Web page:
Nintendo 3DS

If you're a fan of the Nintendo DS, then you've probably already played with the 3DS. If, like me, you're more of a casual gamer (and I use the term casual in the loosest sense of that word, meaning I have played video games in my lifetime), then the Nintendo 3DS is quite a leap forward in video game technology. The last time I really sat down and played video games was in the early days of Nintendo; I was a "Dragon Warrior" maniac, and played so much "Tetris" I saw the shapes in trees from the windows of the school bus. I had a brief love affair with "Sprung" on the original DS, and that was about it. So imagine my delight when I sat down with the Nintendo 3DS and discovered that not only is there new technology, but some of my favorite games (like "Tetris") have been adapted to take advantage of it.


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Ready to talk details? Here we go:


The Nintendo 3DS has some features that are familiar to anyone with a Wii. You can create a Mii using essentially the same tools available on the Wii; adjusting your eye color, hairstyle, and even face shape. The 3DS uses a stylus as well as touch-screen functionality, and the two-screen clamshell design is basically the same as previous handheld DS game systems. I specifically like the satisfying click the top screen makes when it snaps into place. I also like that the power button is protected by the top screen when the system is closed, so you won't accidently turn it on when it's in your pocket or backpack.


Pictures and Music
The Nintendo 3DS has three built-in cameras, and it allows you to not only take pictures, but take them in 3D. This is a cool feature that comes in handy for games like "Face Raiders," which basically takes a floating picture of a head, superimposes it over the background and then asks you to shoot at it. The 3DS also features a removable SD card, which means you can load your own music onto the SD card and then play it through your handheld computer. Once you've got your music loaded in your 3DS, experiment with playing it at different pitches, speeds and with different effects, such as drums and other sounds.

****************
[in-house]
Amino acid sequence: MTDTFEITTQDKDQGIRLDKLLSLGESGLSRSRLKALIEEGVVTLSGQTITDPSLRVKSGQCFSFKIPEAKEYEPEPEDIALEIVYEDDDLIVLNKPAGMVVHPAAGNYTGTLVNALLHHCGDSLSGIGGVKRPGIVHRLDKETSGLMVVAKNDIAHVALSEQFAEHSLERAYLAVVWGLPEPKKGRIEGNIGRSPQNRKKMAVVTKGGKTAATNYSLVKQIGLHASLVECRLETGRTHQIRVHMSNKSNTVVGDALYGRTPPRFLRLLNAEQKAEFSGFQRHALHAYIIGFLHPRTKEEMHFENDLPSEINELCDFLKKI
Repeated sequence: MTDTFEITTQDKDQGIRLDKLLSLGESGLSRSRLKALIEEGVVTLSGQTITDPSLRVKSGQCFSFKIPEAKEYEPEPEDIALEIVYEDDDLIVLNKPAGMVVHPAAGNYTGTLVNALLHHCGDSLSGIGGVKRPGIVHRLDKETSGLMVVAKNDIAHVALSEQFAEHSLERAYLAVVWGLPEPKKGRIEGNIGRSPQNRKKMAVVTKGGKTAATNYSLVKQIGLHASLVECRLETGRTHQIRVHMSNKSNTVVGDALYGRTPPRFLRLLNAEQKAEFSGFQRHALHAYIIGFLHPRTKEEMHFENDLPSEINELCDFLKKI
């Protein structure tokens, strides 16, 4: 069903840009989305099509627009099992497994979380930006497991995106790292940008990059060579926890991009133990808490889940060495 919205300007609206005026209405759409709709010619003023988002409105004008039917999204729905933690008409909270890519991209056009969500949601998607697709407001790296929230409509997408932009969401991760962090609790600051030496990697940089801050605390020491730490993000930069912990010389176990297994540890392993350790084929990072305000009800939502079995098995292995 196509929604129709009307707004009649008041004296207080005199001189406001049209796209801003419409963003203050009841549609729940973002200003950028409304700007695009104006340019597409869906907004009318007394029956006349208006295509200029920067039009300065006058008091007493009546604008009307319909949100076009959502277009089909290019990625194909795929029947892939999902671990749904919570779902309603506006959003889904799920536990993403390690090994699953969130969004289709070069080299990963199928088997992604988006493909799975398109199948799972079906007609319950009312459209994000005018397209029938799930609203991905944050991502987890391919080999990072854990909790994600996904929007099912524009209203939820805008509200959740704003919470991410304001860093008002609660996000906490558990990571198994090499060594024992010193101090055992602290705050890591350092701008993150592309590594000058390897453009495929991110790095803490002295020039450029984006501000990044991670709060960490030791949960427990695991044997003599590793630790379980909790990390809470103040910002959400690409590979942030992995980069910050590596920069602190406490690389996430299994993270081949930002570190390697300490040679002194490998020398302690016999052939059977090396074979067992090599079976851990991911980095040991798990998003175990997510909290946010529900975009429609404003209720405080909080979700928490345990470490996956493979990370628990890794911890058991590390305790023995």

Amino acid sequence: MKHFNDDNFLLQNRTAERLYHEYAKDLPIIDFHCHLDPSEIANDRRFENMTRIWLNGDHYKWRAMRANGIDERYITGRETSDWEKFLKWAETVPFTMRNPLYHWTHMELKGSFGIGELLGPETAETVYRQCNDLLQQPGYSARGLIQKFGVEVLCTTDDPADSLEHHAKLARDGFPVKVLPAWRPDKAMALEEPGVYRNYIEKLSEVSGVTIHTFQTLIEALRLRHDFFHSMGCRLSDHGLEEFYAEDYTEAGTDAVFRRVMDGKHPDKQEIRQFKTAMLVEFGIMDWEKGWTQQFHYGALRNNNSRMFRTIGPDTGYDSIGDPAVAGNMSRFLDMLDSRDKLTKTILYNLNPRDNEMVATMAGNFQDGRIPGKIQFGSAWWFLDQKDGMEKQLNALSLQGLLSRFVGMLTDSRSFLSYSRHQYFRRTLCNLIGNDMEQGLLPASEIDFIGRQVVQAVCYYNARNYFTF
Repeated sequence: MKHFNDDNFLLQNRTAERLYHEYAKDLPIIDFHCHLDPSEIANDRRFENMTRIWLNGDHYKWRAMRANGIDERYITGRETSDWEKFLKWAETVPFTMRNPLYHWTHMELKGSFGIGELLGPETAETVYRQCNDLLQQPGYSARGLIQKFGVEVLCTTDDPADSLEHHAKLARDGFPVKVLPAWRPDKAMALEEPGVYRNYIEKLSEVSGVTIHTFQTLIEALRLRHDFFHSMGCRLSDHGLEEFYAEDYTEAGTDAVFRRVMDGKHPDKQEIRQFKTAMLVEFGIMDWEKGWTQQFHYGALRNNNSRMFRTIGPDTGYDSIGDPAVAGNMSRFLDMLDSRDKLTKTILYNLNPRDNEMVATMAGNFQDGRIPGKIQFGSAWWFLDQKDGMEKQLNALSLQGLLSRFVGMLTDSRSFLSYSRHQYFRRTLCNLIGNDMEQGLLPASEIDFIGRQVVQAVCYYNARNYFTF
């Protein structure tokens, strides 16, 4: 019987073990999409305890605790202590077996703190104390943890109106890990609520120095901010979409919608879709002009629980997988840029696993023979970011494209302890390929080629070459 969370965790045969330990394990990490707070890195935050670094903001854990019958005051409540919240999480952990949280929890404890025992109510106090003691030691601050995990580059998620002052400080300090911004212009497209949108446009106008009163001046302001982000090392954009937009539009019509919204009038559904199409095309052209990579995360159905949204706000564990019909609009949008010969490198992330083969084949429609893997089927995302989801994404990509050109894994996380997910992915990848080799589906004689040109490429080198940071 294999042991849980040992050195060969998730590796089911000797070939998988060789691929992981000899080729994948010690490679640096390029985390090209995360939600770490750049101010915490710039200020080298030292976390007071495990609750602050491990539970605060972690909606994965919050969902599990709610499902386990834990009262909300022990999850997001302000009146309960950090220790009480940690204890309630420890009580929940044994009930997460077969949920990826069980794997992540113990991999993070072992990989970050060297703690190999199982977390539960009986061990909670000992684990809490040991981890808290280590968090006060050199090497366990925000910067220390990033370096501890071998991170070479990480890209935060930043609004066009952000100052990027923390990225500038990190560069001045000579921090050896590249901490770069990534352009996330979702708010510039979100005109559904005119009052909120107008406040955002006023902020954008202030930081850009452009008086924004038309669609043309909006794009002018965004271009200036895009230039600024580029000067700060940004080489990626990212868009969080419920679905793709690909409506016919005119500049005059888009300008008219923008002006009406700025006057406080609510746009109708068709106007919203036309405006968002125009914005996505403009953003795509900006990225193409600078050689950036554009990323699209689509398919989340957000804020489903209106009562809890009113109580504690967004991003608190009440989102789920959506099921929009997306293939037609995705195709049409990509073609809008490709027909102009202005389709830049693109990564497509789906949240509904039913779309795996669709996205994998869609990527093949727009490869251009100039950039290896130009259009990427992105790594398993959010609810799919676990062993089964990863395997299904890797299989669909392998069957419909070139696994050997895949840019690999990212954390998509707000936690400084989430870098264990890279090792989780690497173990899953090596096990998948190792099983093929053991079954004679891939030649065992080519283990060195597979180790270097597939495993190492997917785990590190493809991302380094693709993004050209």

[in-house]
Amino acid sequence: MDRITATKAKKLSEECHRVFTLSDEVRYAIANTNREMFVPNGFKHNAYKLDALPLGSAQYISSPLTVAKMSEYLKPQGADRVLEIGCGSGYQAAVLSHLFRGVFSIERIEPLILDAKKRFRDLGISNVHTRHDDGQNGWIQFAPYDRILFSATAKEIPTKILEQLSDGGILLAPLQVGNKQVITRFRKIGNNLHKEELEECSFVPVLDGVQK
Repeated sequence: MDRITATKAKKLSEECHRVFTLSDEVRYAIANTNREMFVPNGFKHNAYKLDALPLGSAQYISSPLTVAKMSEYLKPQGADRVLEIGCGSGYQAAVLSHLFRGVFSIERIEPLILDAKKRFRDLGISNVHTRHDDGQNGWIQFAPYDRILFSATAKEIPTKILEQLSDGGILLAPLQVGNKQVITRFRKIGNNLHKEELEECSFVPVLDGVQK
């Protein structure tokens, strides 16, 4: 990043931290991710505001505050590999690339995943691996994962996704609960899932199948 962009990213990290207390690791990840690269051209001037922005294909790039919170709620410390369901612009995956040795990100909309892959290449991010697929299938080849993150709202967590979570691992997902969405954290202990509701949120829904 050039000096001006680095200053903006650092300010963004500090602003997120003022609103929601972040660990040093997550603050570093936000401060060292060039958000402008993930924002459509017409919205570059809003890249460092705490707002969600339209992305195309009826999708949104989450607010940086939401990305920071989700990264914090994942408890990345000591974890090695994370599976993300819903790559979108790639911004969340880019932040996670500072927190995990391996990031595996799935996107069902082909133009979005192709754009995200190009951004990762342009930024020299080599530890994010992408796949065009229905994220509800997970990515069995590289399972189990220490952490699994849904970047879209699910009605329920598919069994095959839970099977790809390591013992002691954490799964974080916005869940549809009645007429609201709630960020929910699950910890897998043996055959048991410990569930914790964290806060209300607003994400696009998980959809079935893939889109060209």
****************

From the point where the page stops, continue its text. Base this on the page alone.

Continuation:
3D screen
As the name implies, the Nintendo 3DS has 3D capabilities. Of the two screens, only the top offers 3D visuals, but it's still pretty cool. A slide button on the side allows you to control how much 3D you see and lets you turn it off all together. Keep in mind that the more 3D you use, the closer you'll need to hold the console. Your eyes work harder to merge the images, so the closer they are to your face, the better the effect. The 3D works best if you're sitting where you can hold still; quick movements can make the 3D seem out of focus.


3DS Tetris Axis 3DS Skylanders Spyro's Adventure 3DS Balloon Pop 2


Even with everything else it does, the Nintendo 3DS is a game system at heart. It's designed to be compatible with the old DS games, to a degree. The 3D games have a slightly different shape, so although the old games will play on the 3DS (there won't be 3D effects), the 3DS games won't fit the older systems. The battery life is three to five hours, depending on use, so it's ideal for mid-length flights. You can also get a car charger if your travel plans involve long drives; and an extra stylus and protective case aren't a bad idea either. Get a whole accessory set and you won't get caught out.


What are your favorite games for the 3DS? And what would you love to play in 3D that they haven't adapted yet?



Posted by Jessica Gezon

Jessica Gezon



Jan. 10, 2012 at 7:38 PM

I too have played video games in my lifetime. I would play Dr. Mario in 3D, 1D, 4D, you name it. If it is Dr. Mario, I will show up. And I will win.

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